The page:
Part of the Process

Thoughts on becoming a teacher.


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Flipped

My dyad placement is at a Middle School that has folding walls between classrooms. Today, I had the opportunity to see some pros and cons of this design firsthand. Let me start by saying that the wall separating the room I’m in from one of the adjacent rooms is open on occasion to allow for team teaching and large group presentations. The majority of the time the wall is closed, or open during planning periods. One of the major downsides is that the noise from two other classrooms easily carries into ours. This afternoon, right as class was starting, it was discovered that the wall wouldn’t close. It was stuck.door The room was even louder than normal and it was tough for the kids to focus. My Cooperating Teacher tried to make it work, but eventually decided to call in help. The wall did end up getting fixed, but not before a big chunk of class time had gone by.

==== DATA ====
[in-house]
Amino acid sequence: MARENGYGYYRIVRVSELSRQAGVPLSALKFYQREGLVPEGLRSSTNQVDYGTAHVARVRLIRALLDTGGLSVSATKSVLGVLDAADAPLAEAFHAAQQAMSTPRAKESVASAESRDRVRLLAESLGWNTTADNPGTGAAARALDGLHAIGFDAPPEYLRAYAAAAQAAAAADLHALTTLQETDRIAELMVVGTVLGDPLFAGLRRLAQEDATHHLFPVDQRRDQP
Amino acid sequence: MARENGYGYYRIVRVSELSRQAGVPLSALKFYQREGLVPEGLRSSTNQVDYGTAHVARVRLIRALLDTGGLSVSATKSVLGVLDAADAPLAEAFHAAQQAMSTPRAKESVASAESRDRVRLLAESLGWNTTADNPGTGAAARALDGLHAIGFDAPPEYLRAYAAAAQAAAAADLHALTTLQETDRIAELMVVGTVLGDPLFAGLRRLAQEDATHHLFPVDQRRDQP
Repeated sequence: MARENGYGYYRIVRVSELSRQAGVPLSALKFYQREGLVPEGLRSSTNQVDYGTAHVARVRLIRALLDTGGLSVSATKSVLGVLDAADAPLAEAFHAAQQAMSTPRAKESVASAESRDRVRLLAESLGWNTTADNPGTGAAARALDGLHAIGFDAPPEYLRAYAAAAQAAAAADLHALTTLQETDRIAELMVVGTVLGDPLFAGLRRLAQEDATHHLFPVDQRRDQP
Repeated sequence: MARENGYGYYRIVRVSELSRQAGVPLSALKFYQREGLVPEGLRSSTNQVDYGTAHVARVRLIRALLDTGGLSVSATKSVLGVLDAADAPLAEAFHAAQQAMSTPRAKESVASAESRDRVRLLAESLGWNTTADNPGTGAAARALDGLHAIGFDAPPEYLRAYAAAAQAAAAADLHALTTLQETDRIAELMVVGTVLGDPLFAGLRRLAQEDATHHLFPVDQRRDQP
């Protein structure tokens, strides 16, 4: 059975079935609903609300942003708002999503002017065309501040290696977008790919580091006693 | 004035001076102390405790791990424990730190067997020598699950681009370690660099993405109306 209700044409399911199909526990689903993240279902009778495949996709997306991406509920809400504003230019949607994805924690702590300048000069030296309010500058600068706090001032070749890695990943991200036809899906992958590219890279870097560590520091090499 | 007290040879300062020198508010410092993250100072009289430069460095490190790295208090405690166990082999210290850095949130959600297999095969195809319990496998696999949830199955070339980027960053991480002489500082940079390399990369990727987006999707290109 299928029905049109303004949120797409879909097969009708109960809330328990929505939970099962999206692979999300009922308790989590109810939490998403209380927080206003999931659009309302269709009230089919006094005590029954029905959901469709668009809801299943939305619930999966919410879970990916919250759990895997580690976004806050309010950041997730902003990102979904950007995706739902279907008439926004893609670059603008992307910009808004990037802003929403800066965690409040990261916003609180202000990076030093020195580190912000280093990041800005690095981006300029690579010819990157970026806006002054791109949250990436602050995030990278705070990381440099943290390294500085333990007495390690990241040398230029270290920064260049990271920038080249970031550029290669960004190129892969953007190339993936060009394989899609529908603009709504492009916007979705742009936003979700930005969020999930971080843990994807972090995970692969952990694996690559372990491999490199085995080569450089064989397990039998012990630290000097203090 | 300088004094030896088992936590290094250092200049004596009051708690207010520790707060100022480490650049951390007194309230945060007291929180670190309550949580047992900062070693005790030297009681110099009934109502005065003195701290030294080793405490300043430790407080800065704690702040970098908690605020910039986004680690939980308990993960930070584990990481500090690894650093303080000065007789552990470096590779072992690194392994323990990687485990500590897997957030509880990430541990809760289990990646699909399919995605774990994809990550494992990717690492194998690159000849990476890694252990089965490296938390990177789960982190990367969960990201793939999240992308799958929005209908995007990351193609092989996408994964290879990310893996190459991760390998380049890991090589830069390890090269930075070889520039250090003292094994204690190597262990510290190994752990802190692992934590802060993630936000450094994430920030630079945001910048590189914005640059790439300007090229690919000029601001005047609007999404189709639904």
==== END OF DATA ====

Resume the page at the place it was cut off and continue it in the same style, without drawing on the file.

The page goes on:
The very next period, I got to see some of the pros of these moveable walls. I observed a math class where the teachers team teach full-time and the wall is always open. This math class is also Flipped; the students watch instructional videos for homework and do their work in class. The teachers in this class utilized “clickers” (classroom/student response systems) that allowed them to see where students had errors in their work or whether or not they had started. One of the teachers used her ipad so she could monitor student answers as she circulated the room. I know that flipped classes have their pros and cons, but it was exciting to see teachers committed to collaboration and committed to using technology to enhance student learning and assessment.

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